Medford accumulates its cash in some unusual ways
Medford Public Works is in the business of streets, sewers, and ... cattle ranching?
The Medford City Council on Thursday is scheduled to approve a cattle-grazing permit for 330 city-owned acres adjacent to the regional water reclamation plant on Kirtland Road near Antelope Road. If the council approves the permit, Medford will receive annual payments of $3,400 in cash and $3,200 in fence repair and materials from local rancher Terry Jackson.
"We're trying to be innovative here," said Finance Director Alison Chan. She said the city also hires out its vehicle maintenance shop to other agencies as a source of income.
Besides cattle grazing and acting as landlord for several houses to make ends meet, the city hopes a prize-winning Oregon Lottery ticket that was seized by police will help beef up its budget.
Cory Crebbin, public works director, said cattle have grazed on the Kirtland Road site before. Using the land for agricultural purposes also allows the city to spread 650 tons of sewage sludge on it every year. The treatment plant generates about 1,800 tons of sludge per year, all of which would otherwise have to be hauled to the landfill.
In its landlord mode, the city took in $14,000 in fiscal year 2005-2006 from rental properties, said Chan. Medford acquired the buildings in the late 1990s as part of a project to realign Springbrook Road at Delta Waters Road.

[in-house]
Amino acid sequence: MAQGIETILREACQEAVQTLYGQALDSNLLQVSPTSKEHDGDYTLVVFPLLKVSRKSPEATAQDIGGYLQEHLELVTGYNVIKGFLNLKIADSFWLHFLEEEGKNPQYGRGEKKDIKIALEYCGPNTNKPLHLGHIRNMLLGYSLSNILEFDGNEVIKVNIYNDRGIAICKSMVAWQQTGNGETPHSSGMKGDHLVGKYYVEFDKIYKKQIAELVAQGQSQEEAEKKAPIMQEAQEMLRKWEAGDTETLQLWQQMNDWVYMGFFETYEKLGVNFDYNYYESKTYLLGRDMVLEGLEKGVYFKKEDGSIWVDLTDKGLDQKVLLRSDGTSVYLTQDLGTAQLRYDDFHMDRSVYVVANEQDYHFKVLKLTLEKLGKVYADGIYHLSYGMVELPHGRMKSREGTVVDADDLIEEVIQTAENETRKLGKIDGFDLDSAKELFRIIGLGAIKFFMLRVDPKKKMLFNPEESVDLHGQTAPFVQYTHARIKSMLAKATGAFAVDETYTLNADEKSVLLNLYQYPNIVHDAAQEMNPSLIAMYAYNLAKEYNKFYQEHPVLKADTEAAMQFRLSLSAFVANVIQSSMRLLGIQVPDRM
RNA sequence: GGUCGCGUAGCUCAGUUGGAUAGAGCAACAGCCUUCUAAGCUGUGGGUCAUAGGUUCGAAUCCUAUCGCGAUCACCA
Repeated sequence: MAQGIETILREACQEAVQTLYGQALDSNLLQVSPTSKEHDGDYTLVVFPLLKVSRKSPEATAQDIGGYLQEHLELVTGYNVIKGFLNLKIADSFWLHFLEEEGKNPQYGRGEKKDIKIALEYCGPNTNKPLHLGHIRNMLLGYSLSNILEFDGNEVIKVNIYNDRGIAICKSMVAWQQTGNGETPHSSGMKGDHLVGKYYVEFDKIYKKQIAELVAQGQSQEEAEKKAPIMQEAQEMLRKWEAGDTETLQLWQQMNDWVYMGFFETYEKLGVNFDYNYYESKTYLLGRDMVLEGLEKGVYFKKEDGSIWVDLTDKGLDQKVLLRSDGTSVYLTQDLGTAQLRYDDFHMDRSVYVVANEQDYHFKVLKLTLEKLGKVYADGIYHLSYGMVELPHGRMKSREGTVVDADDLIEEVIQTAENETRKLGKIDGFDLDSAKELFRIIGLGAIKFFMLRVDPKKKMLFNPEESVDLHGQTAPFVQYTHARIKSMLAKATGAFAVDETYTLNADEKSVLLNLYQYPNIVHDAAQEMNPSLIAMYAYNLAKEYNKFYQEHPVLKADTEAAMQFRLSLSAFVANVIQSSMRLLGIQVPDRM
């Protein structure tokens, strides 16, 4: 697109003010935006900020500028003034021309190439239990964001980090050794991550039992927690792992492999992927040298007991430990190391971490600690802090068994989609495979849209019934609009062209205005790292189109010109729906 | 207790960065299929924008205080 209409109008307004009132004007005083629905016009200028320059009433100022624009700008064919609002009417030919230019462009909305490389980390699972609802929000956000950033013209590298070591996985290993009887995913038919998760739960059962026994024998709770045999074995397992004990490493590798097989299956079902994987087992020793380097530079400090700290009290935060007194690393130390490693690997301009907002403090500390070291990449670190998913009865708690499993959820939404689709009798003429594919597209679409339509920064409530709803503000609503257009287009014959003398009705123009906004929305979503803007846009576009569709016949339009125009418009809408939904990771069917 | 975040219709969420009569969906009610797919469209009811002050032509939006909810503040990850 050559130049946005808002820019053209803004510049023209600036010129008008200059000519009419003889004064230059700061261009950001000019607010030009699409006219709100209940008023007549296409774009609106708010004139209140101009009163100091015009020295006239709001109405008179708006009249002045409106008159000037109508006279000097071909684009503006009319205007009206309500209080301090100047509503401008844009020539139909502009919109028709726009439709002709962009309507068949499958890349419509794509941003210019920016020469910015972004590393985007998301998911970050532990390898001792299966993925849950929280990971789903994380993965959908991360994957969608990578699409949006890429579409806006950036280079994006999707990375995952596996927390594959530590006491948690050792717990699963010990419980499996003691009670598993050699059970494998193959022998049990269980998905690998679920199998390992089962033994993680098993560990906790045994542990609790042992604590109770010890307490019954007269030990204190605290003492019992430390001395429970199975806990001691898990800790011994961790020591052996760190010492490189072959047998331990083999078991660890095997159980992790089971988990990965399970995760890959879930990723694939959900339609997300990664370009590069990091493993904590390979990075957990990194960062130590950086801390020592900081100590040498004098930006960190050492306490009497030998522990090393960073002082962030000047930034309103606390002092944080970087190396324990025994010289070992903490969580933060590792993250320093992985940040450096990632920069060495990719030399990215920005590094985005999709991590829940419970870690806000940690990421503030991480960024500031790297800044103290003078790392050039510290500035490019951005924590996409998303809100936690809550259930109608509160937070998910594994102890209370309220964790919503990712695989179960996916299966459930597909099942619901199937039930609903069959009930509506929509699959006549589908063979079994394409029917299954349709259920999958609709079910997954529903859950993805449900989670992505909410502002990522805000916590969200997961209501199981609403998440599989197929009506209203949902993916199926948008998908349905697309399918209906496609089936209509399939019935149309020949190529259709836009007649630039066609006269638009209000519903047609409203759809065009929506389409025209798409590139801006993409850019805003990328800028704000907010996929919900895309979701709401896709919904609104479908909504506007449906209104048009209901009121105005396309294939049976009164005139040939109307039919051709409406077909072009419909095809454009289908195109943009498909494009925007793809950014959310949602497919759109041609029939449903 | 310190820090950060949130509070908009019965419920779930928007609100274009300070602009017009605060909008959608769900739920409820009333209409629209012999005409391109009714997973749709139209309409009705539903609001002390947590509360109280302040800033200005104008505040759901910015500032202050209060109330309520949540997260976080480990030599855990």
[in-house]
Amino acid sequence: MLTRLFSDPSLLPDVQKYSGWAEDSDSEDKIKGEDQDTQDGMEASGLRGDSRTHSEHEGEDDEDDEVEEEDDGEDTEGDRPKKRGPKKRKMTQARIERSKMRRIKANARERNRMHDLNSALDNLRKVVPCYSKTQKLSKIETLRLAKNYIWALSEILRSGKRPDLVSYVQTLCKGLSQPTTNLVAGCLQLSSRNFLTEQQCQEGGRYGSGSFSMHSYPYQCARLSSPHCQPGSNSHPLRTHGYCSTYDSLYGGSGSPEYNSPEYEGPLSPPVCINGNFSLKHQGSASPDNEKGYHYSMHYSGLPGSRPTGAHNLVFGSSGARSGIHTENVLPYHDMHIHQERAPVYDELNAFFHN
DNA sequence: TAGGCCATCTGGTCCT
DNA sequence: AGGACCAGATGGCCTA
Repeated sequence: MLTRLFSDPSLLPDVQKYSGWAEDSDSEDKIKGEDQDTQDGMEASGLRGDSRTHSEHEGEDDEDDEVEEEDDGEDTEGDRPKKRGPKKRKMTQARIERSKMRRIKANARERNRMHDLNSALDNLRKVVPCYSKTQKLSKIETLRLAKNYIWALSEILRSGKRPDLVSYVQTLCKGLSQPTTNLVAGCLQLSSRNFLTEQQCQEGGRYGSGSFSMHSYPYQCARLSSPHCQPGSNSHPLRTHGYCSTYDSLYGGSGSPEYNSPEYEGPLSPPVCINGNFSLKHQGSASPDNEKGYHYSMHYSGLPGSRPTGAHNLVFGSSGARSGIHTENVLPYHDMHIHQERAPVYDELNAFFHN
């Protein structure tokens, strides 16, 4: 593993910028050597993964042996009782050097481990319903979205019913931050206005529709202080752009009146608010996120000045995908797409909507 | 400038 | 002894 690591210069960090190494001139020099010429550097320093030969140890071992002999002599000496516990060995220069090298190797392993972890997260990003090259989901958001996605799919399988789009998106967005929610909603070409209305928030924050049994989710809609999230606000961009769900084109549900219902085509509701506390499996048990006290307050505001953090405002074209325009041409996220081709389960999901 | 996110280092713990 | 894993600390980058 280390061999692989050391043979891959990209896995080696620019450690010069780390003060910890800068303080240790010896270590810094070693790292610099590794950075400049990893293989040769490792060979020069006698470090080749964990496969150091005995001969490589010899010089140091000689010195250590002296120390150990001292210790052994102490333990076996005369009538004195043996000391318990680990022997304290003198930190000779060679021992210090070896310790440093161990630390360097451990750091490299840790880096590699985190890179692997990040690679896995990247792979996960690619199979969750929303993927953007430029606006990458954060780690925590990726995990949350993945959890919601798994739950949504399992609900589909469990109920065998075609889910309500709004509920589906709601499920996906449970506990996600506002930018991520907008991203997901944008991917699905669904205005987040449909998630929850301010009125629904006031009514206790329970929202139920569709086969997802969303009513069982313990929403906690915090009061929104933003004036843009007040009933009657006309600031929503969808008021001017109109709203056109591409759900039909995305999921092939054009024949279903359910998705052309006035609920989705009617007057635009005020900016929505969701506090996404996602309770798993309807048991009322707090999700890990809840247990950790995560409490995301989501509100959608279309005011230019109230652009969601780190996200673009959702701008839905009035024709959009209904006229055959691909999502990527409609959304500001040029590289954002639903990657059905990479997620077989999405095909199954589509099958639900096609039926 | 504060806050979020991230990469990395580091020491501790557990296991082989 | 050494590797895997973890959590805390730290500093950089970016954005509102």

The project was bumped when residents of Lone Pine Road asked that their street improvements take priority. The city has been renting the houses on the corner of Springbrook and Delta Waters since the project was postponed.
The homes will be rented until they're removed for the Springbrook project, which is one of many road improvements scheduled for completion between 2009 and 2013.
Meanwhile, the city is waiting to learn whether it has really won the Oregon Lottery. Chan said Medford could receive $20,000 annually for 20 years from a fraudulently purchased million-dollar-winning Oregon Lottery ticket seized by police as evidence.
Christina Elizabeth Goodenow, of White City, won the prize in 2005 after buying lottery tickets with her dead mother-in-law's credit card. She's awaiting trial on charges of criminal forfeiture, and the prize has been frozen by prosecutors.
Medford Deputy Police Chief Tim George said that from the Oregon Lottery's standpoint, whoever has the ticket is the winner. He said if the city gets to keep the money, most of it would go to the general fund.
Only a portion could be used for law enforcement purposes, he said.
"We're holding that money in an account," said George. "The courts will have to make a determination about who the proceeds will go to."
Reach reporter Meg Landers at 776-4481 or e-mail email@example.com.